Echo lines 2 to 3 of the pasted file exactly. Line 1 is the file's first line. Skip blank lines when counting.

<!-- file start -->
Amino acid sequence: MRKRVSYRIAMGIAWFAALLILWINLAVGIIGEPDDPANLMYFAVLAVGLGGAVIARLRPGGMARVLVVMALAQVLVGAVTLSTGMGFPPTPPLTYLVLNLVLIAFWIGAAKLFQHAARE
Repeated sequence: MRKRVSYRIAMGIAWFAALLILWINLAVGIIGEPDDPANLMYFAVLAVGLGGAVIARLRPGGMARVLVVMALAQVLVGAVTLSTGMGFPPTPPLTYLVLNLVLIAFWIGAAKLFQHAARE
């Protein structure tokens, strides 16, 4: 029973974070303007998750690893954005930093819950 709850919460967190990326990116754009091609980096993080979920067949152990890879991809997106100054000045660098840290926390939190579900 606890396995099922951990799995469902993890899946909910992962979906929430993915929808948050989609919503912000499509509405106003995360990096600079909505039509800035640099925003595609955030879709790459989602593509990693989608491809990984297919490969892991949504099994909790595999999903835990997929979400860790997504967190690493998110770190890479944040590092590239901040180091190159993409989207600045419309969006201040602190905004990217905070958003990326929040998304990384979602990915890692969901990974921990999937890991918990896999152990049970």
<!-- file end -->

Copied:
Repeated sequence: MRKRVSYRIAMGIAWFAALLILWINLAVGIIGEPDDPANLMYFAVLAVGLGGAVIARLRPGGMARVLVVMALAQVLVGAVTLSTGMGFPPTPPLTYLVLNLVLIAFWIGAAKLFQHAARE
């Protein structure tokens, strides 16, 4: 029973974070303007998750690893954005930093819950 709850919460967190990326990116754009091609980096993080979920067949152990890879991809997106100054000045660098840290926390939190579900 606890396995099922951990799995469902993890899946909910992962979906929430993915929808948050989609919503912000499509509405106003995360990096600079909505039509800035640099925003595609955030879709790459989602593509990693989608491809990984297919490969892991949504099994909790595999999903835990997929979400860790997504967190690493998110770190890479944040590092590239901040180091190159993409989207600045419309969006201040602190905004990217905070958003990326929040998304990384979602990915890692969901990974921990999937890991918990896999152990049970």